By now, most of us have heard about how 5G-driven services have rewritten connectivity standards and enabled innovation in both the technology and the kinds of services offered to customers. In many ways, these innovations have provided a foundation for new sectors in traditional markets and opportunities for cross-sector partnerships. Aside from the apparent changes in customer behavior, market attitudes, and trends that have shaped the future of infrastructure, services, and offerings provided, this new era is governed by one core factor: the user. A prime example of this is the blockchain industry.
A decentralized peer-to-peer system of digital ledgers of transactions and safeguarded records of information that eliminate the risks of hacking, third-party changes, or cheating. Reliant on an immutable cryptographic signature called a “hash”, governed by smart contracts (automated data chains) and trusted oracles (multiple sources feeds that report external data to smart contracts for verification to perform certain functions autonomously), cloud-native storage solutions, and decentralized apps managed by a predesignated number of parties within any industry. While most people may not associate blockchain with telco, the relationship is fundamental. Blockchains essentially create their networks through a variety of platforms designed for specific purposes.
Blockchain platforms are different but are all built on leveraging a variety of peer-to-peer solutions that emulate the vision of future 5G networks.
- Permission-less: public network in which both customer & provider data are publicly available, thus risking data privacy
- Permissioned: managed by an administrator with granted access to designated participants, and managed by a known administrator
- Consortium: a hybrid of permission-less & permissioned carried out by more than one administrator, emulating the kind of partnerships that exist today between service providers & operators
5G networks are built for device-to-device communication that impacts all digital technologies in the world of blockchain, crypto, and decentralized finance (DeFi). To equal measure, these new markets help shape the characteristics of future networks by influencing market demands and customer expectations. 5G rollouts dramatically improve wireless connectivity, low-latency exchange of large amounts of data through a variety of cloud-native software, and upgraded hardware that enables activities on mobile phones, IoT devices, and mission-critical devices alike. Quality service connectivity is critical with the increase in data traffic every year. The rise of digital platforms and digitized operations drives that load even further.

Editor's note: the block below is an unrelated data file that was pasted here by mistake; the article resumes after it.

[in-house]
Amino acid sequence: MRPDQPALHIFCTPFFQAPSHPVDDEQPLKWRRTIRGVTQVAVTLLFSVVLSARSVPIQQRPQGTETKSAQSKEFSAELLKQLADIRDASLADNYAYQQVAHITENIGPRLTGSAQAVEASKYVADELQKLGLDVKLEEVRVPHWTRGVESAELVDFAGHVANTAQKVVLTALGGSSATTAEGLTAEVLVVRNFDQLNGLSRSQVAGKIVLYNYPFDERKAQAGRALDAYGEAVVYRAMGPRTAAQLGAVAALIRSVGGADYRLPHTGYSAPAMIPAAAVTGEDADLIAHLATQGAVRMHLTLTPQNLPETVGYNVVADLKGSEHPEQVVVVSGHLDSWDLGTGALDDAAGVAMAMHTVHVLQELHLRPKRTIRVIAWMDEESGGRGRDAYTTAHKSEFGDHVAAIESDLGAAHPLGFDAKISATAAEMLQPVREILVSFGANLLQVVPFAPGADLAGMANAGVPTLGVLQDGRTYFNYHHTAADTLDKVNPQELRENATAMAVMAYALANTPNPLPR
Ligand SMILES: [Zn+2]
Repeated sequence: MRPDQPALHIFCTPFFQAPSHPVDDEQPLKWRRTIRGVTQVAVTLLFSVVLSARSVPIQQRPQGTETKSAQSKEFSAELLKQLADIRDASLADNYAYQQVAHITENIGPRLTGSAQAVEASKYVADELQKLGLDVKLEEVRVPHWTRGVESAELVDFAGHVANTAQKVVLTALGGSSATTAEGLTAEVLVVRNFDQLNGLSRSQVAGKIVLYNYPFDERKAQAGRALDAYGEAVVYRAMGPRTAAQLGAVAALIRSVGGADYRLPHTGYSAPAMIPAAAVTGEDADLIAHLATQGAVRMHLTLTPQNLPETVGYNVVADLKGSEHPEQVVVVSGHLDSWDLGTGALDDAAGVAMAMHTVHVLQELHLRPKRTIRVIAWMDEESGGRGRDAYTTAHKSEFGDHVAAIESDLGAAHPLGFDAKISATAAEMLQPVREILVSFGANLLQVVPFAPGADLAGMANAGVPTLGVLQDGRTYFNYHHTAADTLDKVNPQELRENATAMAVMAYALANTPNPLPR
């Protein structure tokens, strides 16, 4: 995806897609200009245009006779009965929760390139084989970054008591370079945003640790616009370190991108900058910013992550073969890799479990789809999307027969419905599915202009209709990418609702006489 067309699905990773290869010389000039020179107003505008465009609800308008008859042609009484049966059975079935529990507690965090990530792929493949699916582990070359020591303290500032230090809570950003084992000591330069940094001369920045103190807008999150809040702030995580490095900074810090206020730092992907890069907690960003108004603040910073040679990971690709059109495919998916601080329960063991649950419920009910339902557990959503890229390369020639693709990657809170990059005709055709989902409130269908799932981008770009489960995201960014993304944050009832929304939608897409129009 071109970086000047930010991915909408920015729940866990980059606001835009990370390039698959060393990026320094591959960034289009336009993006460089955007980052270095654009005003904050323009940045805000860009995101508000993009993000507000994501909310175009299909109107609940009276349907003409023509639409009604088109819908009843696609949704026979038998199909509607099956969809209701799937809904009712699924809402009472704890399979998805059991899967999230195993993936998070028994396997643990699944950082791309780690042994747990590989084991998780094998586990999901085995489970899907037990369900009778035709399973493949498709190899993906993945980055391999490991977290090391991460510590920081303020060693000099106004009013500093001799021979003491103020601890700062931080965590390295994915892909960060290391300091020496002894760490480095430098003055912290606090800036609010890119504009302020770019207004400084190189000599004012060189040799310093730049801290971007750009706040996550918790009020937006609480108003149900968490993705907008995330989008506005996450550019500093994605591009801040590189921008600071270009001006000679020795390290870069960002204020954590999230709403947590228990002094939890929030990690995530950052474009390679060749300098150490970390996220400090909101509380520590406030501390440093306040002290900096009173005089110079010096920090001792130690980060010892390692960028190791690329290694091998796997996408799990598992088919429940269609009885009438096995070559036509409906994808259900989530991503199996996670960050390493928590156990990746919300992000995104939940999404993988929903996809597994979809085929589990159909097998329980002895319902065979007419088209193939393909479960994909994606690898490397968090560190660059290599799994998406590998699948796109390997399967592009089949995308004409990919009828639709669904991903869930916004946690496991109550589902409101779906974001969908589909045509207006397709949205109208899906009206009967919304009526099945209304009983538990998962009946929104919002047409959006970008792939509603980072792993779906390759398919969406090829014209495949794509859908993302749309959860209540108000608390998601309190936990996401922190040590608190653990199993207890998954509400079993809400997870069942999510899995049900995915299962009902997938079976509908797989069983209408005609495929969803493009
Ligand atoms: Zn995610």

Blockchain in 5G holds a lot of opportunities for business within and outside of the telco ecosystem. While it may not be obvious at first glance, the 5G infrastructure for crowdsourcing, 5G infrastructure sharing (e.g. spectrum sharing), network slicing and management, and authentication of mMTC and uRLLC are among the most prominent examples of mutually beneficial relationships between blockchain and telco. Some of the fundamental tenants of digital transformation are the safeguarding of large amounts of sensitive and complex information, the valuation and monetization of data, and how to best ensure both the accessibility of data and optimizing the customer experience. In simple terms, that refers to the ownership and accessibility of data, automated troubleshooting of potential errors and potential breaches in data safety, and a user-friendly experience. These can be adapted differently depending on the industry, although decentralized contexts really boil down to one key component: the user. The user is the architect, consumer, and operator of the blockchain by creating, running, and monetizing on the network designed to serve a specific purpose. This begs the question as to whether current telco service providers are prepared to face or embrace this growing trend.
The People’s Network, or Helium Network, powered by the Helium Blockchain run by the recently rebranded Nova Labs Inc is one such use case of this. A decentralized wireless IoT network running on the LoRaWAN system, funded by both traditional currency (to set up hot spots called FreedomFi Gateways - after their 5G device manufacturing partner) and the Helium Network Token cryptocurrency on the platform (which can be turned into traditional currency through crypto exchanges). Network nodes are owned and placed by individuals to provide connectivity to IoT sensor devices in low-coverage areas operated by smartphones, turning the individual user into a patron network operator by way of small cell radio nodes. With the help of network slicing within 5G rollouts, which continually allows newer technologies to plug into different parts of the network infrastructure and run seamlessly, this disrupts the traditional business models used to run a network. The catch is that the more of these hot spots are set up, the more reliant these wireless systems are on infrastructure like cell towers in order to meet the increased load. While this all sounds like a novel concept for building partnerships between industries, the real game-changer will be in how network service providers respond to the growing demand for decentralized systems.